Many bicycle-related crashes resulting in injury or death are associated with the bicyclist’s behavior, including such things as not wearing a bicycle helmet, riding into a street without stopping, turning left or swerving into traffic that is coming from behind, running a stop sign, and riding the wrong way in traffic. To maximize your safety, always wear a helmet AND follow the rules of the road.

Rules of the Road – Bicycling on the Road

What are the safety rules for riding a bike?

Bicycles in many States are considered vehicles, and cyclists have the same rights and the same responsibilities to follow the rules of the road as motorists. When riding, always:

Should bicycles ride with or against traffic? Go With the Traffic Flow 

Ride on the right in the same direction as other vehicles. Go with the flow – not against it.

Bicycle Safety for Kids

Bicycle Safety for Kids

Obey All Traffic Laws

A bicycle is a vehicle and you’re a driver. When you ride in the street, obey all traffic signs, signals, and lane markings.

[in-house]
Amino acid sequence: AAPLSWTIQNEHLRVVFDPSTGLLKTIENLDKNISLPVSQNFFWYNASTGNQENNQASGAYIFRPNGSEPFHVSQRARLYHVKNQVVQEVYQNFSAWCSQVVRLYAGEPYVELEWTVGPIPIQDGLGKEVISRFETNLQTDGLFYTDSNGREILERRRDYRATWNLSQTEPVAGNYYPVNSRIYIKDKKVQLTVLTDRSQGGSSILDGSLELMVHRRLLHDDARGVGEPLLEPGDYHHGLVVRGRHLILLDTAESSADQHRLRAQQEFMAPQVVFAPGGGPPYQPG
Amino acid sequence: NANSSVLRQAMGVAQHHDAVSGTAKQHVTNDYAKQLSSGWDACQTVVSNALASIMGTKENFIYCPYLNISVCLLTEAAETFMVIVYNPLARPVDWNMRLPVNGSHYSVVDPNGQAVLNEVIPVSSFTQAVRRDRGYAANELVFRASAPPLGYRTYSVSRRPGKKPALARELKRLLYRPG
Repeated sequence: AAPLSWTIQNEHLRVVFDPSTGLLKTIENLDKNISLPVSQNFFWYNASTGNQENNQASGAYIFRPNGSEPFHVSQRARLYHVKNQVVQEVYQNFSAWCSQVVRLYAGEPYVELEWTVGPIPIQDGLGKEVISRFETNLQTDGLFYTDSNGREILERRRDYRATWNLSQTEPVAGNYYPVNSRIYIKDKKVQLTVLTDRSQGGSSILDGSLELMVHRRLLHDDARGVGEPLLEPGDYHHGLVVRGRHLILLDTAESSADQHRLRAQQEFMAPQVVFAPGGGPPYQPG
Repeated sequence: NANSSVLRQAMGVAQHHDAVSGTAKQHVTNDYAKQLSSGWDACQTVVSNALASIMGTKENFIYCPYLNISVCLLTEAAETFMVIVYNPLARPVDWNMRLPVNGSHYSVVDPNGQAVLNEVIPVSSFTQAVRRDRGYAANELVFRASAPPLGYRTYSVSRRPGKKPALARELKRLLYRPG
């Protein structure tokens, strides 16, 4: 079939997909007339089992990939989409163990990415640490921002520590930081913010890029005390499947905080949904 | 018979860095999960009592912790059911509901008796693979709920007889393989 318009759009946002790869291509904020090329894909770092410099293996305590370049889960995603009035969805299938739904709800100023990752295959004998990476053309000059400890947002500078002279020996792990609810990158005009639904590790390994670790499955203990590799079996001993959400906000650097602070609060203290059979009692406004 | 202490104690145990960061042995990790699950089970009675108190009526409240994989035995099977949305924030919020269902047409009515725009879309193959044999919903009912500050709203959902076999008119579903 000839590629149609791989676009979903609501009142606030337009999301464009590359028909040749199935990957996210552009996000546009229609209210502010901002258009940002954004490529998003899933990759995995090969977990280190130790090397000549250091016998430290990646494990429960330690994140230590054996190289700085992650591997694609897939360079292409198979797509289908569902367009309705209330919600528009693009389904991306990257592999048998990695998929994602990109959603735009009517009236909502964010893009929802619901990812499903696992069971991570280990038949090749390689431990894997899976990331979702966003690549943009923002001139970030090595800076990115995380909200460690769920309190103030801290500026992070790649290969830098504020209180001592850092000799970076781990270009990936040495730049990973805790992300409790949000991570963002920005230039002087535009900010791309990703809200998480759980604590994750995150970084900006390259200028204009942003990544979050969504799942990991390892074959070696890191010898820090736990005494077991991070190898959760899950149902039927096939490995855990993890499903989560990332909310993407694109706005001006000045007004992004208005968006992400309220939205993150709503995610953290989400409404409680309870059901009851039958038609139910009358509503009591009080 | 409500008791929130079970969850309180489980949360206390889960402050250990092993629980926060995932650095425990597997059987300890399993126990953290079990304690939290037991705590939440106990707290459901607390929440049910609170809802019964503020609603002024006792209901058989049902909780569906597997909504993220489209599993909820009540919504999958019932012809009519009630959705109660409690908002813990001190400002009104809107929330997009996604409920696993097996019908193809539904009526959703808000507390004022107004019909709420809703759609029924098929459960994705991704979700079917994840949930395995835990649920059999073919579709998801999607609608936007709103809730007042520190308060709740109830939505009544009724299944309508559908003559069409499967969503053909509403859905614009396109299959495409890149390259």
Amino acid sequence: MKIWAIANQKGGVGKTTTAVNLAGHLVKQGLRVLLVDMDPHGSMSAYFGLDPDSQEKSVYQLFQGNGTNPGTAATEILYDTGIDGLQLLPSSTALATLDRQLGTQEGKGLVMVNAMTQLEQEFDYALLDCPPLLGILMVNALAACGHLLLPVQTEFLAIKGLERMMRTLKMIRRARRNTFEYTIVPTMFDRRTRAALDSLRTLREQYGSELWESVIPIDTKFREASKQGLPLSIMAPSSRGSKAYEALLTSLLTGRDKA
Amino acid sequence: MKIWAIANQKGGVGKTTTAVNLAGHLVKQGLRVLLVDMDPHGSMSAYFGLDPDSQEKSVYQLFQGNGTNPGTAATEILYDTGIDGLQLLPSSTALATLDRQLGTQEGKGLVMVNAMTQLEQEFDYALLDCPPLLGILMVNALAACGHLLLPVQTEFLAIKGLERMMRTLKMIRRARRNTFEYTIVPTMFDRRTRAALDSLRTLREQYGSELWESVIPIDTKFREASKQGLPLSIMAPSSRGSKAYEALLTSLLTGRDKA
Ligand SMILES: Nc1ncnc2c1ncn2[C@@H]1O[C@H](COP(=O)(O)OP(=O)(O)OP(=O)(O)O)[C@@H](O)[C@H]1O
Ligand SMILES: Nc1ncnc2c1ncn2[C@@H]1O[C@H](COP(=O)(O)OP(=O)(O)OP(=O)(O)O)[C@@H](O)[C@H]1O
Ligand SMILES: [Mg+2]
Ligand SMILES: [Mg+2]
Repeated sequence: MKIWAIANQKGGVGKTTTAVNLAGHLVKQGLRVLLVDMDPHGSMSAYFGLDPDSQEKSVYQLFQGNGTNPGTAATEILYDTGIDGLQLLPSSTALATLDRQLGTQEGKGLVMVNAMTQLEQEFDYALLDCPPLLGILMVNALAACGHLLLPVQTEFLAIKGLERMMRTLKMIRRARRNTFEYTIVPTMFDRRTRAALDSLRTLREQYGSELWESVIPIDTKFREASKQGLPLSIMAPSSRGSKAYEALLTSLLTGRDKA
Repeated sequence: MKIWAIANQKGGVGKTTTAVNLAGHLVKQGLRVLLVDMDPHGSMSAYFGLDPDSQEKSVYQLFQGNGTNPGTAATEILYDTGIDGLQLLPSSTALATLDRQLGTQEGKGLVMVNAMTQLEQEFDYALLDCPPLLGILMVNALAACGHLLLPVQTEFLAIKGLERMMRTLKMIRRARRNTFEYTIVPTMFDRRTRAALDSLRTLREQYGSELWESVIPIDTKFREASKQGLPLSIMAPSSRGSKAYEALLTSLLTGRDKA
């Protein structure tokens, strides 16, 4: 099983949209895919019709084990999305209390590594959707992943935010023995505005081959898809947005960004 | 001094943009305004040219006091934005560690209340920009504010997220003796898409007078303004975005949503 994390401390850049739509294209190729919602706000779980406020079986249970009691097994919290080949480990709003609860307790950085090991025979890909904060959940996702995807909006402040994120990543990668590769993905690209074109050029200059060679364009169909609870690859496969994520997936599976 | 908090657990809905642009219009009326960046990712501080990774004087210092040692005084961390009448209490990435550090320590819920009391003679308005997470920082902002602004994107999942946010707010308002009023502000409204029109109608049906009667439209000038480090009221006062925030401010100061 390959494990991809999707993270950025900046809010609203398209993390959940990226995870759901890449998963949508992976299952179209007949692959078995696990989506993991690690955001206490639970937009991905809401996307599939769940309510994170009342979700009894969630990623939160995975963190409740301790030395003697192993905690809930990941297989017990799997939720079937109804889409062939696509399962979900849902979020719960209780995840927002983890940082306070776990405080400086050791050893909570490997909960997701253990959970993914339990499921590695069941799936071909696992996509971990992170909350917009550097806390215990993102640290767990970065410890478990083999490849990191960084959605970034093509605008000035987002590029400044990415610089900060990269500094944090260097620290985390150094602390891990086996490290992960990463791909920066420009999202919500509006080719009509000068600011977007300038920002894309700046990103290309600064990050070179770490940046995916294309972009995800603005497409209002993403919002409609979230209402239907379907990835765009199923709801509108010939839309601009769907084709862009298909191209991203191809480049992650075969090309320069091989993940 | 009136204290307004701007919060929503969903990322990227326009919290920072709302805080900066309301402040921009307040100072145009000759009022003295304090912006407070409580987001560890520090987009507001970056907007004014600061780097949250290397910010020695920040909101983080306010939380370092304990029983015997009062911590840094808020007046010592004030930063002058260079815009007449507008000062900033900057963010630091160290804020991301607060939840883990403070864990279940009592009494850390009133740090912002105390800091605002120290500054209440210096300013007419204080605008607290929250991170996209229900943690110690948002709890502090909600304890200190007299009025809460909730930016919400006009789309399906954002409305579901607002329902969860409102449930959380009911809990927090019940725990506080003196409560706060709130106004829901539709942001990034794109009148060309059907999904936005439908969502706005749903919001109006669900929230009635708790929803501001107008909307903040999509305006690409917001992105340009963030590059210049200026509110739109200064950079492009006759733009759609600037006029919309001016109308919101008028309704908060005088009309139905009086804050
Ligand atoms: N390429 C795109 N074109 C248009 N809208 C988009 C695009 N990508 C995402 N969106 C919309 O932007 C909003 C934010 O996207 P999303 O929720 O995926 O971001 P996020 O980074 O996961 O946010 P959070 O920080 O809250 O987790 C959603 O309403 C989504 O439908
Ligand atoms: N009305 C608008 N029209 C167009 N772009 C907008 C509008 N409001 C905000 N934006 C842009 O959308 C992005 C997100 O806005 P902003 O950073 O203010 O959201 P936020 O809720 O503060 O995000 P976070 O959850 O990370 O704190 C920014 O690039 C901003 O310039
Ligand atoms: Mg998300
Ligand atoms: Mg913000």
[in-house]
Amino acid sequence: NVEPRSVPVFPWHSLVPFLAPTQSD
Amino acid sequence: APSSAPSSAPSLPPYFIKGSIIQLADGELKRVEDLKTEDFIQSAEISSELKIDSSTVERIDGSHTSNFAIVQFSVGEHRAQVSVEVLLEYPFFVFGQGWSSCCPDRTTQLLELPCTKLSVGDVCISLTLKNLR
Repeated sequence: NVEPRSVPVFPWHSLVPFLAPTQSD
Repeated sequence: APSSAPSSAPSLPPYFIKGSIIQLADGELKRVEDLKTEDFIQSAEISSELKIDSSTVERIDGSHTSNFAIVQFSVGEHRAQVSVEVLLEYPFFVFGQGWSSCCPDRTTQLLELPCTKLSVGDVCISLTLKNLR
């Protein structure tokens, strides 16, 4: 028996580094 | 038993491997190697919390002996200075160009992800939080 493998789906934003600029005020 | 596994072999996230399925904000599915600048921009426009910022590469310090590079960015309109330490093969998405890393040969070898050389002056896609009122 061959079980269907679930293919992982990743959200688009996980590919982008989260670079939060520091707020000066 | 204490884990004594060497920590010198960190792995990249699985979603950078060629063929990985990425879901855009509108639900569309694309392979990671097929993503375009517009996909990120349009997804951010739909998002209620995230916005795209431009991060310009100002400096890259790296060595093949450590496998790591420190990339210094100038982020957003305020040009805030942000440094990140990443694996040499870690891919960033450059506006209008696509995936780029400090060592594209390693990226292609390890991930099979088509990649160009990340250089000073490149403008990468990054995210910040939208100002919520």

Yield to Traffic When Appropriate

Almost always, drivers on a smaller road must yield (wait) for traffic on a major or larger road. If there is no stop sign or traffic signal and you are coming from a smaller roadway (out of a driveway, from a sidewalk, a bike path, etc.), you must slow down and look to see if the way is clear before proceeding. This also means yielding to pedestrians who have already entered a crosswalk.

Be Predictable

Ride in a straight line, not in and out of cars. Signal your moves to others.

Stay Alert at All Times

Use your eyes AND ears. Watch out for potholes, cracks, wet leaves, storm grates, railroad tracks, or anything that could make you lose control of your bike. You need your ears to hear traffic and avoid dangerous situations; don’t wear a headset when you ride.

Look Before Turning

When turning left or right, always look behind you for a break in traffic, then signal before making the turn. Watch for left- or right-turning traffic.